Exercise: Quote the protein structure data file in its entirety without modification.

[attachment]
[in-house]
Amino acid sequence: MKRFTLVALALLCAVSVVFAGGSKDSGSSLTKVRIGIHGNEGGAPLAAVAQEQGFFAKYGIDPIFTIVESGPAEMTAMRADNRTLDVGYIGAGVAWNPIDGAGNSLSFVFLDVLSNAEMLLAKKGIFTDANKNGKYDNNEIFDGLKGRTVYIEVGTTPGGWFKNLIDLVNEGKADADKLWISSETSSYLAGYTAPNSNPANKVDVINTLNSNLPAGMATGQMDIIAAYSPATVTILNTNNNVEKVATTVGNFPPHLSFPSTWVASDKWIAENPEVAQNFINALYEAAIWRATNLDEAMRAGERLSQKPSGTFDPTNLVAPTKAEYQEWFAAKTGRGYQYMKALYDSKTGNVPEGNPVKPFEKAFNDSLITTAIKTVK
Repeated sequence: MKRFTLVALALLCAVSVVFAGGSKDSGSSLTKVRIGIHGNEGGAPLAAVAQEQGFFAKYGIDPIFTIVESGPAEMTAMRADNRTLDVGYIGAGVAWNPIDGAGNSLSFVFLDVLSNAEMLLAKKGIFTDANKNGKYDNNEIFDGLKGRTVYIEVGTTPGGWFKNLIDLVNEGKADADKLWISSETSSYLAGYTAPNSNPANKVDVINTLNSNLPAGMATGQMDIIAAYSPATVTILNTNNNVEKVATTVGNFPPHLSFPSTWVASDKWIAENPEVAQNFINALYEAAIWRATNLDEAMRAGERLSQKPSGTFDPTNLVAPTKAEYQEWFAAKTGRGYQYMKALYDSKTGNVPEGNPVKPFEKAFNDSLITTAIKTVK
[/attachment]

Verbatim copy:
[in-house]
Amino acid sequence: MKRFTLVALALLCAVSVVFAGGSKDSGSSLTKVRIGIHGNEGGAPLAAVAQEQGFFAKYGIDPIFTIVESGPAEMTAMRADNRTLDVGYIGAGVAWNPIDGAGNSLSFVFLDVLSNAEMLLAKKGIFTDANKNGKYDNNEIFDGLKGRTVYIEVGTTPGGWFKNLIDLVNEGKADADKLWISSETSSYLAGYTAPNSNPANKVDVINTLNSNLPAGMATGQMDIIAAYSPATVTILNTNNNVEKVATTVGNFPPHLSFPSTWVASDKWIAENPEVAQNFINALYEAAIWRATNLDEAMRAGERLSQKPSGTFDPTNLVAPTKAEYQEWFAAKTGRGYQYMKALYDSKTGNVPEGNPVKPFEKAFNDSLITTAIKTVK
Repeated sequence: MKRFTLVALALLCAVSVVFAGGSKDSGSSLTKVRIGIHGNEGGAPLAAVAQEQGFFAKYGIDPIFTIVESGPAEMTAMRADNRTLDVGYIGAGVAWNPIDGAGNSLSFVFLDVLSNAEMLLAKKGIFTDANKNGKYDNNEIFDGLKGRTVYIEVGTTPGGWFKNLIDLVNEGKADADKLWISSETSSYLAGYTAPNSNPANKVDVINTLNSNLPAGMATGQMDIIAAYSPATVTILNTNNNVEKVATTVGNFPPHLSFPSTWVASDKWIAENPEVAQNFINALYEAAIWRATNLDEAMRAGERLSQKPSGTFDPTNLVAPTKAEYQEWFAAKTGRGYQYMKALYDSKTGNVPEGNPVKPFEKAFNDSLITTAIKTVK